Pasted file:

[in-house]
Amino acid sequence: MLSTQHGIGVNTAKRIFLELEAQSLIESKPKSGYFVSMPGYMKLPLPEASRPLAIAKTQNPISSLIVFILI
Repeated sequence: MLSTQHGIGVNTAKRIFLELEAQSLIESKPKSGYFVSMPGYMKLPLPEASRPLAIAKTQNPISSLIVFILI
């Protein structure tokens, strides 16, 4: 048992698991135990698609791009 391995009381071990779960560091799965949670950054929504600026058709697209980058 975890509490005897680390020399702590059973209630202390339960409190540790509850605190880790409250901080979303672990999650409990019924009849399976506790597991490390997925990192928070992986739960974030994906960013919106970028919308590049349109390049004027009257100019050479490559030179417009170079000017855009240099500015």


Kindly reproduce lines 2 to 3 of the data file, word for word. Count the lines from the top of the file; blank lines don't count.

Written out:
Amino acid sequence: MLSTQHGIGVNTAKRIFLELEAQSLIESKPKSGYFVSMPGYMKLPLPEASRPLAIAKTQNPISSLIVFILI
Repeated sequence: MLSTQHGIGVNTAKRIFLELEAQSLIESKPKSGYFVSMPGYMKLPLPEASRPLAIAKTQNPISSLIVFILI